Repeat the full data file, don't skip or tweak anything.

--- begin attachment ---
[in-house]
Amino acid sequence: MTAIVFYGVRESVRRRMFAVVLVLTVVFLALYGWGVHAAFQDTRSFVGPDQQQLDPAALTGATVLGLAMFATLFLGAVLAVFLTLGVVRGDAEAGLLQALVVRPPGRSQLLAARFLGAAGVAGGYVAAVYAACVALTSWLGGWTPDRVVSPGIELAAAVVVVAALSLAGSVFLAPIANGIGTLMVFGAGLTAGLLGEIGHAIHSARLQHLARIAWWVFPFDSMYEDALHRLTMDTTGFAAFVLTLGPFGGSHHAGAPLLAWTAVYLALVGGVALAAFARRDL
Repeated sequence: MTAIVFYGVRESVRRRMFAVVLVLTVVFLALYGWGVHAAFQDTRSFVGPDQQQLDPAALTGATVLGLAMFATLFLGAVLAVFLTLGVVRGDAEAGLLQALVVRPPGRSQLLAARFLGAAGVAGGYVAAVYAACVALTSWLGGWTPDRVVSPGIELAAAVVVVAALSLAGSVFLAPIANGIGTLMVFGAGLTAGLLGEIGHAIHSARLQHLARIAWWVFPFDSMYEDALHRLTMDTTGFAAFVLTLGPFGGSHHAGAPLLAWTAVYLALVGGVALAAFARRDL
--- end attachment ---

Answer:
[in-house]
Amino acid sequence: MTAIVFYGVRESVRRRMFAVVLVLTVVFLALYGWGVHAAFQDTRSFVGPDQQQLDPAALTGATVLGLAMFATLFLGAVLAVFLTLGVVRGDAEAGLLQALVVRPPGRSQLLAARFLGAAGVAGGYVAAVYAACVALTSWLGGWTPDRVVSPGIELAAAVVVVAALSLAGSVFLAPIANGIGTLMVFGAGLTAGLLGEIGHAIHSARLQHLARIAWWVFPFDSMYEDALHRLTMDTTGFAAFVLTLGPFGGSHHAGAPLLAWTAVYLALVGGVALAAFARRDL
Repeated sequence: MTAIVFYGVRESVRRRMFAVVLVLTVVFLALYGWGVHAAFQDTRSFVGPDQQQLDPAALTGATVLGLAMFATLFLGAVLAVFLTLGVVRGDAEAGLLQALVVRPPGRSQLLAARFLGAAGVAGGYVAAVYAACVALTSWLGGWTPDRVVSPGIELAAAVVVVAALSLAGSVFLAPIANGIGTLMVFGAGLTAGLLGEIGHAIHSARLQHLARIAWWVFPFDSMYEDALHRLTMDTTGFAAFVLTLGPFGGSHHAGAPLLAWTAVYLALVGGVALAAFARRDL